"Yippee! A camel ride for free! Raju bhaiyya, you are so kind" said Rinky, thanking the camel guy.
"Aren't camels supposed to be in deserts, their natural habitat?" asked her curious elder brother Sohan.
"Well, I already feel like I am in a desert," chuckled Raju, the camel guy, wiping sweat off his head from the day's hard work.
"Me too. Man sure knows how to convert a perfectly good beach into a desert," thought the camel..
Blue sky reminds me of my affinity towards the blue. In my place all we can see are the blue sky and earth. Once again, I guide my customers from Kunnampara point to the secluded beach.
He has marked them. I see him signal his friends behind the trees. He feeds them drugged peanuts and his friends take them away. He makes money out of this.
Am I guilty? Yes. I do it for the soft hay he feeds me. I do it for him. I believe my bactrian God shall forgive me on the grounds of loyalty.
There he flies in the sky, people sitting on him yelling and screaming, holding tight.
People in parachutes and gliders admiringly looked at him for he was the only Camel who could fly.
"10 minutes. Ride over, kids. 30 Rs per head!" the guy was loud enough to interrupt the Camel's dream.
Still the Camel was happy, as were the kids. They had enjoyed the ride.
But the guy, as usual, was sad after counting the money.
The Camel thought: 'Poor guy is always sad. I wish he could fly like me. I never see him in my dreams.'.
Raman sits on his haunches, looking anxiously for fares on the beach.
It has been two days in a row that he hasn't earned a rupee.
Just then a few children come running, wanting to ride.
The cost puts them off. They stand there, hoping for a free ride. Seeing their expectant faces, he gives them a ride.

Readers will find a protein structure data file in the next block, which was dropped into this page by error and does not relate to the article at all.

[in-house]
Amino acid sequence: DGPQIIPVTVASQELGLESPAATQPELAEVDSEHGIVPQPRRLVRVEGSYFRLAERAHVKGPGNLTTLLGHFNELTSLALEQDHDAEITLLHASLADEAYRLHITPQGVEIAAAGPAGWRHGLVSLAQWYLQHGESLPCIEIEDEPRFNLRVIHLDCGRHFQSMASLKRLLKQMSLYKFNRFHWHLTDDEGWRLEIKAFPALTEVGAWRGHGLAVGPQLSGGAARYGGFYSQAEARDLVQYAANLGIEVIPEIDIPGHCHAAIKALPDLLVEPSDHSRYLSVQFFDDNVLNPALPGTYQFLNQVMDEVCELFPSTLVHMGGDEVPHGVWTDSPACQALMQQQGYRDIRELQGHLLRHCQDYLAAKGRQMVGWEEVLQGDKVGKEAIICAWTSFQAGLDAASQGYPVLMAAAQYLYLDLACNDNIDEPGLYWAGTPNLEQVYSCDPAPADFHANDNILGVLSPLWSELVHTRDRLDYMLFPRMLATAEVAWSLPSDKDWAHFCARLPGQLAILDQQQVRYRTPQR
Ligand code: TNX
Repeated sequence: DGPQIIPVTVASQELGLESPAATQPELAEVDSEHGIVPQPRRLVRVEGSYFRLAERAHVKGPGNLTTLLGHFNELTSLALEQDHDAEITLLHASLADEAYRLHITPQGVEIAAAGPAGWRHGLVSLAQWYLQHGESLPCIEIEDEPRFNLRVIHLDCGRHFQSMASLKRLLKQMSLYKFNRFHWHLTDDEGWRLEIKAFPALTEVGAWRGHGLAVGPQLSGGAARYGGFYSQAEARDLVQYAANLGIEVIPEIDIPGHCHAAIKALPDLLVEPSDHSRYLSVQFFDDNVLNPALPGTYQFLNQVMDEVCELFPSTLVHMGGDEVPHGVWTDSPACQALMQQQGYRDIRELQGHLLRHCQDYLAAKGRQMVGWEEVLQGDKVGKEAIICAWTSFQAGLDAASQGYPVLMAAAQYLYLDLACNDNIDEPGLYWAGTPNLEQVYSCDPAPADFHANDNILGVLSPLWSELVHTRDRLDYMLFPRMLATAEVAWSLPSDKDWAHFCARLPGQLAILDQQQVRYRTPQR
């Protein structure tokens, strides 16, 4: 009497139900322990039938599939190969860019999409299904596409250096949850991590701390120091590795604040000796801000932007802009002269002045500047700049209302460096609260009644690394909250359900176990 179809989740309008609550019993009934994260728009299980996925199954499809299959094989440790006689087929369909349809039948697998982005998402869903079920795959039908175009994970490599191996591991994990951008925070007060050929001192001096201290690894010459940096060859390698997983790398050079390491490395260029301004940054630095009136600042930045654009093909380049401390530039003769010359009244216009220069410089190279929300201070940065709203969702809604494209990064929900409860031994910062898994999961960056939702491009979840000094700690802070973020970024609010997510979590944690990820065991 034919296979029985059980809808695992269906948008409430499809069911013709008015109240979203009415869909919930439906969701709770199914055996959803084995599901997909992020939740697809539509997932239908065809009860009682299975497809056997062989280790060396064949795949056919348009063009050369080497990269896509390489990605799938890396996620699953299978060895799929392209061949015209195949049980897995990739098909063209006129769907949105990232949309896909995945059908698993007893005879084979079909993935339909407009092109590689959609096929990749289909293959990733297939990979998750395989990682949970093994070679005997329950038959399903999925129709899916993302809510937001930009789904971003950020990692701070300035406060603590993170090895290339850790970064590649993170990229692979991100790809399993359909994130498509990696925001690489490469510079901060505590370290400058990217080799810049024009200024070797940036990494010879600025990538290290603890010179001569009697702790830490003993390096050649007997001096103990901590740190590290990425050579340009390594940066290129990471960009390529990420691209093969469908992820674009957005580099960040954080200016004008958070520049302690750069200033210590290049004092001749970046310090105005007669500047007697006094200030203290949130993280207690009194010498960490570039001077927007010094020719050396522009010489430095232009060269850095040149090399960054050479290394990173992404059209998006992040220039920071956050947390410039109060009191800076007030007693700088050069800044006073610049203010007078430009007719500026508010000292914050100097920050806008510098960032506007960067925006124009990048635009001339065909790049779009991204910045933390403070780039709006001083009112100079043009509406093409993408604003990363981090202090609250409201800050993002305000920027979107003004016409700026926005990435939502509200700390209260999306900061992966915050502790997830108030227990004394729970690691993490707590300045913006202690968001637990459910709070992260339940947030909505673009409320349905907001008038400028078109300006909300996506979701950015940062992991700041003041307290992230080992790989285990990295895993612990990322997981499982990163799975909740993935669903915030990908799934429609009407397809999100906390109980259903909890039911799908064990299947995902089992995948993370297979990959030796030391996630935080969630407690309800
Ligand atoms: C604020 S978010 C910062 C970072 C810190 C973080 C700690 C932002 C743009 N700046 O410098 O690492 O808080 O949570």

Hearing their joyful laughter, he feels happy.
The day ebbs; Raman is walking dejectedly, a car passes him and a plastic bag falls out.
Raman quickly picks it up. There is enough food in it to last three days..
I am tired of this job. The scorching sun, the endless wait, the painstaking walk up and down the sweltering beach, the stink of the sea... enough!! I have heard that the new restaurant in town needs attendants. As I look up to see the bobbing heads atop the gentle beast, I notice a tiny hand waving at me. She is gleefully sucking her thumb, happiness written all over her face. For a brief moment, she takes out her thumb and asks, â€œPapa can I ride tomorrow also?" I look at her say, â€œSure, Meenu. Definitely!".
Many a day, when I walk these scorching sands, I've thought, 'I am a beast of burden. There is no respite for me. How I wish I could fly.' But today, I feel better about myself. Look at that parachute, gliding away. He too has to fall to earth soon, however high he may fly. Better to have your feet firmly on the ground then..
My camel Lakshmi and I are both orphans. We are family to each other. We earn our income by helping each other, providing camelback rides to tourists. Lakshmi becomes the vehicle and I, the guide. We both have a dream; some day we both want to start a family. When we earn and save enough, I will buy a camel for Lakshmi who can be her partner and I myself will start a business so that I can get married and eventually both will have a family, which will set us free from the curse called being orphans..
Nobody could think straight with all the running around in the house. He told his sister-in-law that he'd take the kids to the shore. As promised, he set them on a ride. The ride lasted longer than needed; miles away, another ride was awaited.
Nobody returned home that evening; surprisingly, nobody seemed to care. She dumped the poisoned food after she finished her plate. He'd like tea as always, she thought and turned the gas on. .
"What?! The sand-demon is back again? And the king wants to visit the cursed temple for his fortnightly rituals. Thanks for the heads up. Can't let his highness find out his desert storm is being used for a side business!"
"You heard the man. Ride is over, kids. Time to alight."
Whew! Thank you sand-demon, Darwin thought as he got off.
He could still feel the dread. "Inertia," he muttered.
"What?" she said.
"Drat! Nothing," he said, as he thought the things one did, to woo. He held the back-rest tight and closed his eyes, off to dream another exit..